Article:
This article is about the church and evangelism and the office of evangelist in the church.

Source: The Monthly Record, 1990. 4 pages.

"Do the Work of an Evangelist"

Our circumstances demand that more attention be paid to the work of evangelism. I don't think I need argue that point: most of us are confronted by growing numbers of people who do not know the gospel. And in our church the work of evangelism is receiving a higher profile than in former years.

My purpose in writing this article is to provoke further thought on this subject by considering the implications of Paul's statement to Timothy: "do the work of an evangelist, discharge all the duties of your ministry" (2 Timothy 4:5).

What does he mean by "the work of an evangelist"?

Unofficial Evangelistsโค’๐Ÿ”—

It is obvious that all believers are to engage in some way in the great work of advancing the gospel. To the church as a whole there is given the task of "declaring the praises of him who called us out of darkness into his wonderful light" (1 Peter 2:9). As surely as the church as a whole are a "royal priesthood", so too the church as a whole has a prophetic or evangelistic function to perform.

Moreover, all have to be "prepared to give an answer to everyone who asks them to give the reason for the hope that they have" (1 Peter 3:15). True, Peter does not give a picture of believers eagerly button-holing those around them and ramming the gospel down their throats. Rather there is the picture of a church where all live a consistent Christian life and where all are to be equipped to give a reasoned defence of the faith.

That being the standard, it is little wonder that in New Testament times the church extended, in part at least, through informal and unofficial activity. For example, those who had been scattered through persecution evangelised wherever they went (Acts 8:4; 11:20).

That in some sense the New Testament speaks of "evangelising" as a function that belongs to all believers cannot be doubted. That's something that needs to be taught โ€” in its place.

Official Evangelistsโ†โค’๐Ÿ”—

At the same time it is clear that there is another aspect that is to be borne in mind. Work started in an unofficial way had to be examined, authenticated and brought under the authority of the official representatives of the church (Acts 8:14; 11:22). Evangelism is not simply an unofficial, informal, spontaneous activity. It is something that must be organised, recognised and controlled by the officers of the church.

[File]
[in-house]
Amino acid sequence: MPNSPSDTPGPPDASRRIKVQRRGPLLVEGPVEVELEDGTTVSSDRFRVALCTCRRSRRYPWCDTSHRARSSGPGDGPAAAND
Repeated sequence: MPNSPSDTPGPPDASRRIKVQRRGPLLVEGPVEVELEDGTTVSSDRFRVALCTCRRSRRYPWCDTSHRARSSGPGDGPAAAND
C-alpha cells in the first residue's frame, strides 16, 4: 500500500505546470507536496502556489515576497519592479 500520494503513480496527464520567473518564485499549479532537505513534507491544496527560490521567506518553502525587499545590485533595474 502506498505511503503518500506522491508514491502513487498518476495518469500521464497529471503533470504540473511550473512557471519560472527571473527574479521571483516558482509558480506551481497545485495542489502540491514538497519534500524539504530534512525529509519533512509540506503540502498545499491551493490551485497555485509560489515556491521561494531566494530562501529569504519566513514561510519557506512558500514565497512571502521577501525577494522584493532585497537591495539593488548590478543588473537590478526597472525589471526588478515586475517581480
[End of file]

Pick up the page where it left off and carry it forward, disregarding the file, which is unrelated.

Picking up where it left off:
Not only so, but the teaching of Paul is quite clearly that God gave "some to be evangelists" (Ephesians 4:11). There is a work of evangelism, different from the spontaneous witness-bearing of God's people, which belongs to certain people, gifted by God and recognised in the church for that purpose. In that sense, it is flying in the face of Scripture to say that all are evangelists.

It is into that category that the verse in 2 Timothy falls. Here Timothy is exhorted not to neglect his gift, a gift given when Paul, with the body of elders, laid their hands on him (1 Timothy 4:14; 2 Timothy 1:6). Paul is instructing him in what the exercise of those gifts means in the particular setting in which he has been placed. Among other instructions he gives him this one: "do the work of an evangelist". This means the work of evangelism belongs to him in his official capacity as one duly set apart for it. In adding to his other duties the work of an evangelist he is fully discharging the duties of his "ministry" โ€” a word which, in this context at least, has an official ring about it.

This passage fits in with the following picture of evangelism:

  • as well as there being an ongoing work of witness by the whole body of Christ, there is an official function of evangelist;